Byron York

The second objection is that 9-9-9 would add a national sales tax on top of current income and business taxes, and would thus give Congress another tax to raise. Why couldn't 9-9-9 become 12-12-12? Or 15-15-15? The rates would still seem fairly low. "In the long run it leaves the door open for politicians with the wrong motives to push it upwards, and then we're stuck with something worse than what we had before," says a second expert.

"All taxes over time tend to rise to their highest sustainable point," says a third expert. "So one of the general things you don't want to do, if you're concerned about limiting the size of government, is to introduce a whole new type of tax on top of the current structure."

Lowrie rejects the argument. First, he points out that 9-9-9 would eliminate some major taxes, like the payroll tax. As for the sales tax, he argues that some politicians will always want to raise taxes, and "I don't think they would be any more likely to raise this." Finally, he believes that citizens' movements like the tea party will keep up the pressure against tax increases. Still, the fact remains that under 9-9-9, there would be a new tax on top of existing taxes.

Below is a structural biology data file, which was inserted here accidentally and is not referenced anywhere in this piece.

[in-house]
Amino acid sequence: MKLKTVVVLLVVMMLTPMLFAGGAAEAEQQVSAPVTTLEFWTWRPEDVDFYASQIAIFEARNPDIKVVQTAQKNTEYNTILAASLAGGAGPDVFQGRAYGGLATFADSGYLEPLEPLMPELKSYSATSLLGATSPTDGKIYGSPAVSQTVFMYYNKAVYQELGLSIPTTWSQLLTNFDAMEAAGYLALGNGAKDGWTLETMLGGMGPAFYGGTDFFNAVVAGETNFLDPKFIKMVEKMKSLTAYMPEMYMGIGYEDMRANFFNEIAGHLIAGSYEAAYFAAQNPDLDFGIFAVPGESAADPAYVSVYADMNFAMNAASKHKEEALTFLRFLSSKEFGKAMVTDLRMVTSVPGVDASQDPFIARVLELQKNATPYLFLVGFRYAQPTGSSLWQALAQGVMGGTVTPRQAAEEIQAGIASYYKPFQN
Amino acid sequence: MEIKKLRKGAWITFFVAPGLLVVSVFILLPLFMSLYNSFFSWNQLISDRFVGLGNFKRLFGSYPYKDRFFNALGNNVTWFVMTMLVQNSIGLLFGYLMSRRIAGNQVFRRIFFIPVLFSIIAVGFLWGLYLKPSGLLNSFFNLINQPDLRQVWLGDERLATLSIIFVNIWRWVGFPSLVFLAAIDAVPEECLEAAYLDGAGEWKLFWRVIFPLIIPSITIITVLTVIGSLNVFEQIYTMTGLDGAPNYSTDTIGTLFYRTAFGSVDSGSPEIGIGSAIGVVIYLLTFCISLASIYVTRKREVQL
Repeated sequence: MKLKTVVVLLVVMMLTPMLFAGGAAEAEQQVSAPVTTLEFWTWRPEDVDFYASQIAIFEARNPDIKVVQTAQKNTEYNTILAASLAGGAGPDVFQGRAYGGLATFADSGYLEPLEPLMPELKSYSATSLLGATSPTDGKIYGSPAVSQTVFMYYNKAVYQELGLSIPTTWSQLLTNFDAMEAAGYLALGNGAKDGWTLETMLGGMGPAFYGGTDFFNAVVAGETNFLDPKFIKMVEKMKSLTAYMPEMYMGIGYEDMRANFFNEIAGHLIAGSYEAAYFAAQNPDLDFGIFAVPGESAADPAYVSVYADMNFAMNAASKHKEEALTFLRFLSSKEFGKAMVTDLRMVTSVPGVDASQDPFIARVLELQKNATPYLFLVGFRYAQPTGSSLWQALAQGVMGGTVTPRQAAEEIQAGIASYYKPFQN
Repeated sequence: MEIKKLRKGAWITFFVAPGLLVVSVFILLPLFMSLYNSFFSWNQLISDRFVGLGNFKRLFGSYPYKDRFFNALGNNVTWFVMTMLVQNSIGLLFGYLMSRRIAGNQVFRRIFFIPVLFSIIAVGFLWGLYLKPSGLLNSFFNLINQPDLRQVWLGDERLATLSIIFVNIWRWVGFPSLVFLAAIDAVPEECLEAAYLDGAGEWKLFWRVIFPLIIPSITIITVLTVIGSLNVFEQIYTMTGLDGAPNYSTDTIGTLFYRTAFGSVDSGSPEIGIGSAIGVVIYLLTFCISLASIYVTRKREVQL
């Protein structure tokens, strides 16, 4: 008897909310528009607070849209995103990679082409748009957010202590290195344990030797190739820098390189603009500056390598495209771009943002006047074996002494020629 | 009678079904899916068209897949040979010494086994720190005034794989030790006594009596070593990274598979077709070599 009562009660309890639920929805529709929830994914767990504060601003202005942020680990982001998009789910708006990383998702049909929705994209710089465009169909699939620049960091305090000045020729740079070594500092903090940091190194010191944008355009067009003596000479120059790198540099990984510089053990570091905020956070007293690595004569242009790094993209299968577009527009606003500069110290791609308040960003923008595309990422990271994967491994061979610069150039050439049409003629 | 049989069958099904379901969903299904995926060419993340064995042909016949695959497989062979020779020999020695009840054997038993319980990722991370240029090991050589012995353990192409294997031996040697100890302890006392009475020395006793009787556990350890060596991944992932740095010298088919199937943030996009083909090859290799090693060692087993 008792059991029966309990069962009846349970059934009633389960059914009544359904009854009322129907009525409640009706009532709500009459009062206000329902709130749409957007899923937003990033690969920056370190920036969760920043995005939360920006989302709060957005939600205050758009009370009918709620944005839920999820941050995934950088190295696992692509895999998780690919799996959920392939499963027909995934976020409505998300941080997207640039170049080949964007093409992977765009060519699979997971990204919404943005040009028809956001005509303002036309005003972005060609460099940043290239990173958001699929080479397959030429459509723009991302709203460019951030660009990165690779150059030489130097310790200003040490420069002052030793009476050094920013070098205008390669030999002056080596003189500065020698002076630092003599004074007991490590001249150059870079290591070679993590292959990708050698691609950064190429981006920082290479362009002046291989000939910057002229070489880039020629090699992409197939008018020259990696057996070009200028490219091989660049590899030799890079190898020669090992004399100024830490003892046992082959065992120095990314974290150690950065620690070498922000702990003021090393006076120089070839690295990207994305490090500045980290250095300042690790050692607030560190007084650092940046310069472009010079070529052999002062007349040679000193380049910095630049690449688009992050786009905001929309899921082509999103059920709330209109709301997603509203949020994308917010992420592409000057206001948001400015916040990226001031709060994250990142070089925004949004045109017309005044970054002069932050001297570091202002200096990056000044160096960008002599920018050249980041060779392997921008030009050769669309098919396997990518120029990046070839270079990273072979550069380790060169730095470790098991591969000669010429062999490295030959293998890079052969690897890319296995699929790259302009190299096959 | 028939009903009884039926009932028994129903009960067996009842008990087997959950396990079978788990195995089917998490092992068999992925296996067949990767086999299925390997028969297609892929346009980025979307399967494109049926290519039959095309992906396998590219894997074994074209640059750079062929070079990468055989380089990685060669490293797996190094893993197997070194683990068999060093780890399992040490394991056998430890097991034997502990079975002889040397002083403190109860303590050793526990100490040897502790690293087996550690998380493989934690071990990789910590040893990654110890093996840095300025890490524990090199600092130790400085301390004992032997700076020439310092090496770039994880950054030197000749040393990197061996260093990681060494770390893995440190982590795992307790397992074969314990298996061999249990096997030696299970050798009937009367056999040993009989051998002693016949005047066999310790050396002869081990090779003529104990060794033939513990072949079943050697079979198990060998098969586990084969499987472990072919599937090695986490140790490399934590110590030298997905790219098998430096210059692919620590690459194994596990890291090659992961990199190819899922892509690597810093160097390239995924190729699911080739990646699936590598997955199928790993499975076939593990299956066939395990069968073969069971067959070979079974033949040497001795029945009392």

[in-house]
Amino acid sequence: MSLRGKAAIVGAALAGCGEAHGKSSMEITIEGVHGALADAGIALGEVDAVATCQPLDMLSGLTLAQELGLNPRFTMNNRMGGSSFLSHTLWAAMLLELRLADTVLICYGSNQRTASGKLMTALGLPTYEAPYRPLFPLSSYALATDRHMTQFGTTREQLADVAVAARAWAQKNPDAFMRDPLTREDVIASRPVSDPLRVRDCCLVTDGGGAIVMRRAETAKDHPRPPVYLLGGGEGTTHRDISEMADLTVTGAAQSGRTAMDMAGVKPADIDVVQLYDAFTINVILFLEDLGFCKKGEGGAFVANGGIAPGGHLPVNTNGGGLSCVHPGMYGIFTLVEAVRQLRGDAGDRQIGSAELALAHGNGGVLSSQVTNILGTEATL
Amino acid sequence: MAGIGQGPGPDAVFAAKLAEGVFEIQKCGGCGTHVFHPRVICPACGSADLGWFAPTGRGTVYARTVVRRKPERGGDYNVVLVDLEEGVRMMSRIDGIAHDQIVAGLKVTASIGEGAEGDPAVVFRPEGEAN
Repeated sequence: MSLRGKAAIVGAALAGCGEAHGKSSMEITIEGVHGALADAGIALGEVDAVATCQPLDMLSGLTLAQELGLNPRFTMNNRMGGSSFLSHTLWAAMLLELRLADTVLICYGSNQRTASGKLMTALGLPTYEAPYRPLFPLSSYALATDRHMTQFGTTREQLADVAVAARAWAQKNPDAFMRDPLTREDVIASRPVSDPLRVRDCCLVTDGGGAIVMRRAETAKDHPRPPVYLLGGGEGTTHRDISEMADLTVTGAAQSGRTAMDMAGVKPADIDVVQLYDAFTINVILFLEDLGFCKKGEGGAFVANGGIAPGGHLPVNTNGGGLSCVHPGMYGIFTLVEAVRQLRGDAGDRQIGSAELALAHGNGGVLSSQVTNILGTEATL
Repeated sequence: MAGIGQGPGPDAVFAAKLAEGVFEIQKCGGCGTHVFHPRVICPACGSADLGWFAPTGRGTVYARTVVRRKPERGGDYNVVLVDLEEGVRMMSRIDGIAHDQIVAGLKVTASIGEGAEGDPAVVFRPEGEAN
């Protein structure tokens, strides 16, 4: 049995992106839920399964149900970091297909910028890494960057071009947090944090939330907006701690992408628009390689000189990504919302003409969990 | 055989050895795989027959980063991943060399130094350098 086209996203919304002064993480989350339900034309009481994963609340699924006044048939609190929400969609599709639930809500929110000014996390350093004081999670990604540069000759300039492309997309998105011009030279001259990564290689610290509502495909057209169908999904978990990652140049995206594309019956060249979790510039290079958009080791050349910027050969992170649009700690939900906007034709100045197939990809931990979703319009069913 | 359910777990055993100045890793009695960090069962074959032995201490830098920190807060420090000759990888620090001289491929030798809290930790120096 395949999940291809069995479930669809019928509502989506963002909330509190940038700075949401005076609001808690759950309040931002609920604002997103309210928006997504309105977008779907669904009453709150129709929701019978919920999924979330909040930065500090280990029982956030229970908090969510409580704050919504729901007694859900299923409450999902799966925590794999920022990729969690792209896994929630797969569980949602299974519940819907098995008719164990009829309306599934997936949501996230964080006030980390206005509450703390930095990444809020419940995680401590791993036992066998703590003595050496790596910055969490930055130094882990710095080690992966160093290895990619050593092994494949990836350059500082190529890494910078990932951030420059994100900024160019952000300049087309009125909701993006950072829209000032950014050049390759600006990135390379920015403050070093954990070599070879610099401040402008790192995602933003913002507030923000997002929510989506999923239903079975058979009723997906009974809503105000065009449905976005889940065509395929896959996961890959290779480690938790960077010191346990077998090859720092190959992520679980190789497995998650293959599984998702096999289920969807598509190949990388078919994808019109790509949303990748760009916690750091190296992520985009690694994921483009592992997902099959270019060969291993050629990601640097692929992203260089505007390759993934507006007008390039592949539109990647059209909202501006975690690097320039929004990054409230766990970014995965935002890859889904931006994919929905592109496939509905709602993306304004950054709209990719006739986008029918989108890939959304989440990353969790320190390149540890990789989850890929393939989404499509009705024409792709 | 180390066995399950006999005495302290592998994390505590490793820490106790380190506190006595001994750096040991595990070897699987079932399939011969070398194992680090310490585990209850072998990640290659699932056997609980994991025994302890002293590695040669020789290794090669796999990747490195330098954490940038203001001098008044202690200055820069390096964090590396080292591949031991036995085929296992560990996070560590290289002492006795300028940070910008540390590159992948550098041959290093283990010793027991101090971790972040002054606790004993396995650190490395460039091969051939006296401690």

Recently Cain's team came to Washington to explain the plan to conservative economic analysts at Americans for Tax Reform, Club for Growth and other institutions. Those experts are starting from scratch; they haven't really seen anything like Cain's plan before. And for all the problems they have with it -- they're also flummoxed by Cain's inclusion of "empowerment zones" for inner cities -- they still admire Cain for trying to find a new solution to today's problems.

"It's not an entirely coherent set of proposals," says a fourth expert. "I do worry about the end game. But I hate to rain on it because there's no perfect tax system in the world, and this is another person stirring the tax reform debate, and that's a good debate to have."


Byron York

Byron York, chief political correspondent for The Washington Examiner